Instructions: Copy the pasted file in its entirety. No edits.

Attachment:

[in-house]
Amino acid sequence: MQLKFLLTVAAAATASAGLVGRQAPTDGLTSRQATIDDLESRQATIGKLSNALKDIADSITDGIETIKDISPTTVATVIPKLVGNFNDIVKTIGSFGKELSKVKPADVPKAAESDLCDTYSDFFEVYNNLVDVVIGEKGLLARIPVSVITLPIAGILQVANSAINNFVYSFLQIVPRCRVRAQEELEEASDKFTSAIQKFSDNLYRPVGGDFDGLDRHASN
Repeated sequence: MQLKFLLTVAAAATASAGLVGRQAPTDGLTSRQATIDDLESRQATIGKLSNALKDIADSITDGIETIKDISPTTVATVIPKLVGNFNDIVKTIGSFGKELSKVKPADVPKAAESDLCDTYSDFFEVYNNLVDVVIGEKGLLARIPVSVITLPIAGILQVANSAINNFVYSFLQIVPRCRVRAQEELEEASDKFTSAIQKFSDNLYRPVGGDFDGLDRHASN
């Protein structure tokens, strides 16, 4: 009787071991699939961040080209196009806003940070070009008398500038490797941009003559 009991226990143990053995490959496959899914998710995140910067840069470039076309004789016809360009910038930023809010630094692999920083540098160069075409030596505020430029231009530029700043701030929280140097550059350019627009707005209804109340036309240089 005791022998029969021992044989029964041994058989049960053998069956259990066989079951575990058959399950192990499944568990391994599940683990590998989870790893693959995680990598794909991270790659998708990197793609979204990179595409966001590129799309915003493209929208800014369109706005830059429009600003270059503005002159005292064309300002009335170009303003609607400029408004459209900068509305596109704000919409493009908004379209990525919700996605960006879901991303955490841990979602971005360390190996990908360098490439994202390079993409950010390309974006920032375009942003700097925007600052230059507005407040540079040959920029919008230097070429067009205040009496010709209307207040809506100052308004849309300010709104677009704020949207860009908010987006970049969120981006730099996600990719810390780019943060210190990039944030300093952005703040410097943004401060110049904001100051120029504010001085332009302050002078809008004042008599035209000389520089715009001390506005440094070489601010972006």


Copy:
[in-house]
Amino acid sequence: MQLKFLLTVAAAATASAGLVGRQAPTDGLTSRQATIDDLESRQATIGKLSNALKDIADSITDGIETIKDISPTTVATVIPKLVGNFNDIVKTIGSFGKELSKVKPADVPKAAESDLCDTYSDFFEVYNNLVDVVIGEKGLLARIPVSVITLPIAGILQVANSAINNFVYSFLQIVPRCRVRAQEELEEASDKFTSAIQKFSDNLYRPVGGDFDGLDRHASN
Repeated sequence: MQLKFLLTVAAAATASAGLVGRQAPTDGLTSRQATIDDLESRQATIGKLSNALKDIADSITDGIETIKDISPTTVATVIPKLVGNFNDIVKTIGSFGKELSKVKPADVPKAAESDLCDTYSDFFEVYNNLVDVVIGEKGLLARIPVSVITLPIAGILQVANSAINNFVYSFLQIVPRCRVRAQEELEEASDKFTSAIQKFSDNLYRPVGGDFDGLDRHASN
């Protein structure tokens, strides 16, 4: 009787071991699939961040080209196009806003940070070009008398500038490797941009003559 009991226990143990053995490959496959899914998710995140910067840069470039076309004789016809360009910038930023809010630094692999920083540098160069075409030596505020430029231009530029700043701030929280140097550059350019627009707005209804109340036309240089 005791022998029969021992044989029964041994058989049960053998069956259990066989079951575990058959399950192990499944568990391994599940683990590998989870790893693959995680990598794909991270790659998708990197793609979204990179595409966001590129799309915003493209929208800014369109706005830059429009600003270059503005002159005292064309300002009335170009303003609607400029408004459209900068509305596109704000919409493009908004379209990525919700996605960006879901991303955490841990979602971005360390190996990908360098490439994202390079993409950010390309974006920032375009942003700097925007600052230059507005407040540079040959920029919008230097070429067009205040009496010709209307207040809506100052308004849309300010709104677009704020949207860009908010987006970049969120981006730099996600990719810390780019943060210190990039944030300093952005703040410097943004401060110049904001100051120029504010001085332009302050002078809008004042008599035209000389520089715009001390506005440094070489601010972006």